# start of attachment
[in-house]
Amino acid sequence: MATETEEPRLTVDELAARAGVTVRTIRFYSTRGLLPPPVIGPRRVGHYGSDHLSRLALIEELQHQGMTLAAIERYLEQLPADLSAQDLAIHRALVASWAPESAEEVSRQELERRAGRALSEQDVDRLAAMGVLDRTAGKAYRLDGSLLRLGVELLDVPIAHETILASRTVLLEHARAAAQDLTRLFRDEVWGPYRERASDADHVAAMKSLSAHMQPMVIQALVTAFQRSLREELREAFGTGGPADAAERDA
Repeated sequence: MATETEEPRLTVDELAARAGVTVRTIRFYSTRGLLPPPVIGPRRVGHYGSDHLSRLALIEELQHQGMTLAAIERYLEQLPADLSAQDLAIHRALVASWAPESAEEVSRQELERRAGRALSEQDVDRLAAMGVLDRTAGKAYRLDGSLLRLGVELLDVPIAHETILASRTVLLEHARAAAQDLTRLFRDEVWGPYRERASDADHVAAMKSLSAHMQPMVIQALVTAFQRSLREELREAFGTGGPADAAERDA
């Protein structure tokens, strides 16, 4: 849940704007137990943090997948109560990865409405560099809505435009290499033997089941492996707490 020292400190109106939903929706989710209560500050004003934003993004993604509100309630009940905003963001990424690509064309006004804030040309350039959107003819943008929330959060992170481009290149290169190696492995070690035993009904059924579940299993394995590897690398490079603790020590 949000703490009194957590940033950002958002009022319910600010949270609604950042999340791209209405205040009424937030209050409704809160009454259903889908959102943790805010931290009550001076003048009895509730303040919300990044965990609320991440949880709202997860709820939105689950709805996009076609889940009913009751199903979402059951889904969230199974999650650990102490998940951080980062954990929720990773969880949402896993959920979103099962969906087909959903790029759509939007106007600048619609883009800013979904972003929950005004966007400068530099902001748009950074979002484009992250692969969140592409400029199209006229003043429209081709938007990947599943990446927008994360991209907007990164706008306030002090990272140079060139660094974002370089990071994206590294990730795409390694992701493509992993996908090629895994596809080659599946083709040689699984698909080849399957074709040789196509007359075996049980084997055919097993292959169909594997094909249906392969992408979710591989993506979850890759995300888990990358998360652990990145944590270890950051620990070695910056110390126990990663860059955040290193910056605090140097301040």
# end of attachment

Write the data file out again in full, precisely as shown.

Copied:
[in-house]
Amino acid sequence: MATETEEPRLTVDELAARAGVTVRTIRFYSTRGLLPPPVIGPRRVGHYGSDHLSRLALIEELQHQGMTLAAIERYLEQLPADLSAQDLAIHRALVASWAPESAEEVSRQELERRAGRALSEQDVDRLAAMGVLDRTAGKAYRLDGSLLRLGVELLDVPIAHETILASRTVLLEHARAAAQDLTRLFRDEVWGPYRERASDADHVAAMKSLSAHMQPMVIQALVTAFQRSLREELREAFGTGGPADAAERDA
Repeated sequence: MATETEEPRLTVDELAARAGVTVRTIRFYSTRGLLPPPVIGPRRVGHYGSDHLSRLALIEELQHQGMTLAAIERYLEQLPADLSAQDLAIHRALVASWAPESAEEVSRQELERRAGRALSEQDVDRLAAMGVLDRTAGKAYRLDGSLLRLGVELLDVPIAHETILASRTVLLEHARAAAQDLTRLFRDEVWGPYRERASDADHVAAMKSLSAHMQPMVIQALVTAFQRSLREELREAFGTGGPADAAERDA
């Protein structure tokens, strides 16, 4: 849940704007137990943090997948109560990865409405560099809505435009290499033997089941492996707490 020292400190109106939903929706989710209560500050004003934003993004993604509100309630009940905003963001990424690509064309006004804030040309350039959107003819943008929330959060992170481009290149290169190696492995070690035993009904059924579940299993394995590897690398490079603790020590 949000703490009194957590940033950002958002009022319910600010949270609604950042999340791209209405205040009424937030209050409704809160009454259903889908959102943790805010931290009550001076003048009895509730303040919300990044965990609320991440949880709202997860709820939105689950709805996009076609889940009913009751199903979402059951889904969230199974999650650990102490998940951080980062954990929720990773969880949402896993959920979103099962969906087909959903790029759509939007106007600048619609883009800013979904972003929950005004966007400068530099902001748009950074979002484009992250692969969140592409400029199209006229003043429209081709938007990947599943990446927008994360991209907007990164706008306030002090990272140079060139660094974002370089990071994206590294990730795409390694992701493509992993996908090629895994596809080659599946083709040689699984698909080849399957074709040789196509007359075996049980084997055919097993292959169909594997094909249906392969992408979710591989993506979850890759995300888990990358998360652990990145944590270890950051620990070695910056110390126990990663860059955040290193910056605090140097301040």